After the hours you spent crafting the perfect email campaign, how did it do? What did your email metrics reveal on the success of your efforts?
If this part of the process is something new to you or a task that has been given little to no attention, you likely are having one of two responses:
- Doubt that this is even something worth thinking about
- Panic that you may be missing out on something pretty important
In either case, this article will help. Tracking key email metrics is definitely a step that should be included as part of your larger email marketing strategy. Why? Simply put, the more you know about past email performance, the better you can craft future emails and supporting marketing efforts. Creating emails without a plan to measure email campaign success is like taking an extended road trip without a map. Sure you’ll get somewhere, but it may not be where you really intended to go.
Email metrics you should be tracking
Now that I have your attention, what email metrics should become part of your normal KPIs? Every marketing tech stack offers a few different features, but the platform you use to send your emails should provide most of this email marketing data to track your results.
This is your most basic of all email metrics and one that is pretty straightforward. It simply tracks the number of times your email was opened. The value is that it reveals the effectiveness of your subject line, or the level of interest in your message. Was your subject line clear, attention-worthy and actionable? Your open rate will give you some clue.
Keep in mind that this metric can be a bit misleading and can vary greatly depending on your industry and audience. Therefore, it is best used as a comparative metric. Tracking this as part of your ongoing email metrics will reveal how your messages were received so you can compare what was different between your highest and lowest performers.
Formula: Your open rate is calculated by the number of email opens divided by the number of emails sent. Then multiply your answer by 100 to get a percentage.
There are a couple of click rate email metrics you can look at. The primary metric is your click-through rate (CTR) which reveals the percentage of email recipients who clicked on one or more links in your email. Knowing this reveals the engagement level of your audience in the content you are sharing. Basically, it tells you who wants to know more.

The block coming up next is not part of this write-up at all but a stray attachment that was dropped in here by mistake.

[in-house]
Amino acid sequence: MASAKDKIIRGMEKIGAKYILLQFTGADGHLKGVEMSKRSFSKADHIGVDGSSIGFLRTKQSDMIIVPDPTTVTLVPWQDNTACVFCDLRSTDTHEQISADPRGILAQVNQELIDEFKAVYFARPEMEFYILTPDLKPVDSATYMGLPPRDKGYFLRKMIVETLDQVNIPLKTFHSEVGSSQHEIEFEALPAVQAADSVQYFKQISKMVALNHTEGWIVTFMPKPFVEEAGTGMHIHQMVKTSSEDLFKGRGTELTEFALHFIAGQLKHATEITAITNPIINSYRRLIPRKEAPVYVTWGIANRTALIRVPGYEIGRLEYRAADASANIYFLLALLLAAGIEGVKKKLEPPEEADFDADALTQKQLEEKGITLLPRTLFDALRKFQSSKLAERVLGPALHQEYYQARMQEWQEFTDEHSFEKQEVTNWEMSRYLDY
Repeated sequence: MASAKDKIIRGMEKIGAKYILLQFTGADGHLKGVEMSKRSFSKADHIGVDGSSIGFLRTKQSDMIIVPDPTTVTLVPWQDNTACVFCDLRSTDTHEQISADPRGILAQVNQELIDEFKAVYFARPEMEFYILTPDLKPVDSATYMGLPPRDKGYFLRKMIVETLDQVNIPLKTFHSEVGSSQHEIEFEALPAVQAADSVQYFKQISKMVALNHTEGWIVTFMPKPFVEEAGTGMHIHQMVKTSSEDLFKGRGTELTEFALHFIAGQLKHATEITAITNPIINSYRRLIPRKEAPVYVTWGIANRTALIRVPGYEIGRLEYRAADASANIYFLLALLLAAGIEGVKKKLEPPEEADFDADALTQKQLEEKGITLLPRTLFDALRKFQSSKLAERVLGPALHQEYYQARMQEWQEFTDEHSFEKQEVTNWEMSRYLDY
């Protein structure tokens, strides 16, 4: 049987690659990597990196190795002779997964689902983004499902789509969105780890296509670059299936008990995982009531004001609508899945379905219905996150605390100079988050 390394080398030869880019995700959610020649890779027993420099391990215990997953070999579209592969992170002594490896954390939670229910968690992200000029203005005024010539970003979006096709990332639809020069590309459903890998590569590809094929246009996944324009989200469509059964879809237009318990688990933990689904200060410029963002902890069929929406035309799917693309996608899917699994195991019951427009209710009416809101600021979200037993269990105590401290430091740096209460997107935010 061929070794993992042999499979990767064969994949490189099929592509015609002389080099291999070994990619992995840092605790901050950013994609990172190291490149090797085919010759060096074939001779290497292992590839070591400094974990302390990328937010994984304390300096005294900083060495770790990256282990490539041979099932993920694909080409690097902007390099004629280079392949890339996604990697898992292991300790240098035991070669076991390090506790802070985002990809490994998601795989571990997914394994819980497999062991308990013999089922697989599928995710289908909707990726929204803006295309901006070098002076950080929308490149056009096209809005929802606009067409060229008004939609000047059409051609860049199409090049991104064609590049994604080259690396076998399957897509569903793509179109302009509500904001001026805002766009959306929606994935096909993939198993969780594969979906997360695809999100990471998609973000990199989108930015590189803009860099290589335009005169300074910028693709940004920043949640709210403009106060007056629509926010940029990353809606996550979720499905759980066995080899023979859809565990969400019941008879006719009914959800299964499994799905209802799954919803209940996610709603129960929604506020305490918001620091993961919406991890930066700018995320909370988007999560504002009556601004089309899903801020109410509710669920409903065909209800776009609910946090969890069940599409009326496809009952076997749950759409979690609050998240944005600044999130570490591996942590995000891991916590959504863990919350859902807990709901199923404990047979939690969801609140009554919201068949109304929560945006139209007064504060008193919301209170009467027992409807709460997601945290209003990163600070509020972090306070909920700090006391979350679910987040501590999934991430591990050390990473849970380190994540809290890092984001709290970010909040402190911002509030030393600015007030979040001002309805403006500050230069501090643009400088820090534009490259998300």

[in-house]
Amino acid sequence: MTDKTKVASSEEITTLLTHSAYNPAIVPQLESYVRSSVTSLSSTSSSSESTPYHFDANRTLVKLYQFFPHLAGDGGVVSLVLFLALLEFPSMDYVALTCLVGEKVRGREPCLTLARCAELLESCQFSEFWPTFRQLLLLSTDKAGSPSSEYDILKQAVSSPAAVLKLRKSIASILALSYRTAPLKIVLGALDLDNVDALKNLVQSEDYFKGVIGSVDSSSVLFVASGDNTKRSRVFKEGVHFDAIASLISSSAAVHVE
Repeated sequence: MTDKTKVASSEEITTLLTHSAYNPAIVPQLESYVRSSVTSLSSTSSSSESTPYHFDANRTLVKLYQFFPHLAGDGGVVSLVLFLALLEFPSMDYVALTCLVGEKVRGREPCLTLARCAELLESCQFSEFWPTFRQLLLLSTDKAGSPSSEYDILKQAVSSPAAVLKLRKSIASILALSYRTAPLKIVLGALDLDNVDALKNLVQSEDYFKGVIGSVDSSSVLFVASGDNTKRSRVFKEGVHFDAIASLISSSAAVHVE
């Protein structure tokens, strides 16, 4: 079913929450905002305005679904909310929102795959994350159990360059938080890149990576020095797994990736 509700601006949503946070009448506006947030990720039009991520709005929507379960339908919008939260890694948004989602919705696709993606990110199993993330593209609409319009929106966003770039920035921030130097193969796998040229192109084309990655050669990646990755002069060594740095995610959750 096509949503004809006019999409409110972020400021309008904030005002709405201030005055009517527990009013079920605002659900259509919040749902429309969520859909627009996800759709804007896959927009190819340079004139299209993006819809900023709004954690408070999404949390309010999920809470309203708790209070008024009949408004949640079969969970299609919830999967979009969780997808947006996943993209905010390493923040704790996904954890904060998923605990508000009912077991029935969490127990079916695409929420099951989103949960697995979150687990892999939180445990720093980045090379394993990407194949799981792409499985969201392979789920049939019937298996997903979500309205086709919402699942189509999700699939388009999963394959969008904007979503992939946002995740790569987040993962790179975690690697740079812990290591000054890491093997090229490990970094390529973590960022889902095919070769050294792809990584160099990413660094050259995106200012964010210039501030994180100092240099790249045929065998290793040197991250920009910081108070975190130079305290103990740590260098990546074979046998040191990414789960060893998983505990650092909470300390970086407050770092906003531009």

Formula: To calculate this metric take your total number of link clicks, and divide by the number of delivered emails. Then multiply that number by 100 to get a percentage.
If you want to dive a little deeper into click rates, you can also look at clicks per link. Most emails will have multiple links depending on the content. A newsletter, for example, may have several – each one linking out to a full article. The number of clicks per link will measure the interest level between the various articles you are sharing.
Tip: The click-through rate of your emails is also your go-to metric when conducting A/B testing on calls to action (CTA’s).
The conversion rate of your emails may be the most valuable of all email metrics. Beyond the common correspondence emails, the purpose of your marketing emails is to engage with a contact in order to help them move through the buyer’s journey. The ultimate goal, of course, is to bring them to the decision (and action) of completing a sale with you.
The conversion rate measures the percentage of email recipients who clicked on a link and completed your desired action. This may be exchanging their information for a piece of content or making an actual purchase. Your conversion rate metric is what really indicates the success of your email and if a final sale is made, your ROI.
Formula: To calculate this metric take your total number of recipients who completed the desired action, and divide by the number of delivered emails. Then multiply that number by 100 to get a percentage.
As with click rates, there are two bounce rates you will want to review – soft and hard bounces. Both of these email metrics are indicators of the overall health of your email send list, so they are important to monitor. They are also important because they measure your reputation as an email sender. Too many hard bounces could flag you as a spammer and greatly reduce (if not eliminate) your ability to send future email marketing campaigns.